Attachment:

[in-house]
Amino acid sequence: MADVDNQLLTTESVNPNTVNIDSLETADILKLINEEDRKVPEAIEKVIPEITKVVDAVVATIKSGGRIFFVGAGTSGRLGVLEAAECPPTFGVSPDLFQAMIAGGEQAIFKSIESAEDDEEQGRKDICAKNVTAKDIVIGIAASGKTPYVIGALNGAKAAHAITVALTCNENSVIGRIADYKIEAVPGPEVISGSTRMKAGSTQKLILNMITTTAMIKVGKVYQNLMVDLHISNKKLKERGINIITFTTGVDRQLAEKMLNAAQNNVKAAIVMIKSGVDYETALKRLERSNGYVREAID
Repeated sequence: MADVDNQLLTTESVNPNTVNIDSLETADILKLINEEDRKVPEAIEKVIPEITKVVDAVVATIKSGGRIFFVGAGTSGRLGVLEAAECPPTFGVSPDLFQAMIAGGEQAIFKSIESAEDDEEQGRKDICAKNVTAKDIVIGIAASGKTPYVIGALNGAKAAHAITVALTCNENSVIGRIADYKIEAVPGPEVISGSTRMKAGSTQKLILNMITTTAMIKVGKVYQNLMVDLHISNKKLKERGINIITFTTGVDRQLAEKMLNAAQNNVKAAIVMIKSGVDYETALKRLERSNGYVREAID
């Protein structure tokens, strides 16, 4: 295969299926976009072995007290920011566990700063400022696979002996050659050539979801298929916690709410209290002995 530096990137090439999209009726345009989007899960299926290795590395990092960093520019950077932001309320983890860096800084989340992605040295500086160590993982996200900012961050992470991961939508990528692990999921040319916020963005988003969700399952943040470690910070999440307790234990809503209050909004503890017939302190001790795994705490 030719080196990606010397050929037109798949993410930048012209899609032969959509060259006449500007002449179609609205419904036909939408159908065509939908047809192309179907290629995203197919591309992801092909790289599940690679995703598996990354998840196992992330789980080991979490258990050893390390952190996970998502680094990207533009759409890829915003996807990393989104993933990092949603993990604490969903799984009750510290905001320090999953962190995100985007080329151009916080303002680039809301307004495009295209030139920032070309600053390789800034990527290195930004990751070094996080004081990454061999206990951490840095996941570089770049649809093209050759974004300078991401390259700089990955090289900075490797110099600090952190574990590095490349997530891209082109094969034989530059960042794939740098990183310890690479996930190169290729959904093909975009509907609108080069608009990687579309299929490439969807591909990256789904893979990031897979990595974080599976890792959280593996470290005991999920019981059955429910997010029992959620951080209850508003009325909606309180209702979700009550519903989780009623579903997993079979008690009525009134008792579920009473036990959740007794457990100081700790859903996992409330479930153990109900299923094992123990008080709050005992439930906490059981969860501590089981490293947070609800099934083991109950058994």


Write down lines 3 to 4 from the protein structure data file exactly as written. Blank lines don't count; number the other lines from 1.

Repeated sequence: MADVDNQLLTTESVNPNTVNIDSLETADILKLINEEDRKVPEAIEKVIPEITKVVDAVVATIKSGGRIFFVGAGTSGRLGVLEAAECPPTFGVSPDLFQAMIAGGEQAIFKSIESAEDDEEQGRKDICAKNVTAKDIVIGIAASGKTPYVIGALNGAKAAHAITVALTCNENSVIGRIADYKIEAVPGPEVISGSTRMKAGSTQKLILNMITTTAMIKVGKVYQNLMVDLHISNKKLKERGINIITFTTGVDRQLAEKMLNAAQNNVKAAIVMIKSGVDYETALKRLERSNGYVREAID
């Protein structure tokens, strides 16, 4: 295969299926976009072995007290920011566990700063400022696979002996050659050539979801298929916690709410209290002995 530096990137090439999209009726345009989007899960299926290795590395990092960093520019950077932001309320983890860096800084989340992605040295500086160590993982996200900012961050992470991961939508990528692990999921040319916020963005988003969700399952943040470690910070999440307790234990809503209050909004503890017939302190001790795994705490 030719080196990606010397050929037109798949993410930048012209899609032969959509060259006449500007002449179609609205419904036909939408159908065509939908047809192309179907290629995203197919591309992801092909790289599940690679995703598996990354998840196992992330789980080991979490258990050893390390952190996970998502680094990207533009759409890829915003996807990393989104993933990092949603993990604490969903799984009750510290905001320090999953962190995100985007080329151009916080303002680039809301307004495009295209030139920032070309600053390789800034990527290195930004990751070094996080004081990454061999206990951490840095996941570089770049649809093209050759974004300078991401390259700089990955090289900075490797110099600090952190574990590095490349997530891209082109094969034989530059960042794939740098990183310890690479996930190169290729959904093909975009509907609108080069608009990687579309299929490439969807591909990256789904893979990031897979990595974080599976890792959280593996470290005991999920019981059955429910997010029992959620951080209850508003009325909606309180209702979700009550519903989780009623579903997993079979008690009525009134008792579920009473036990959740007794457990100081700790859903996992409330479930153990109900299923094992123990008080709050005992439930906490059981969860501590089981490293947070609800099934083991109950058994």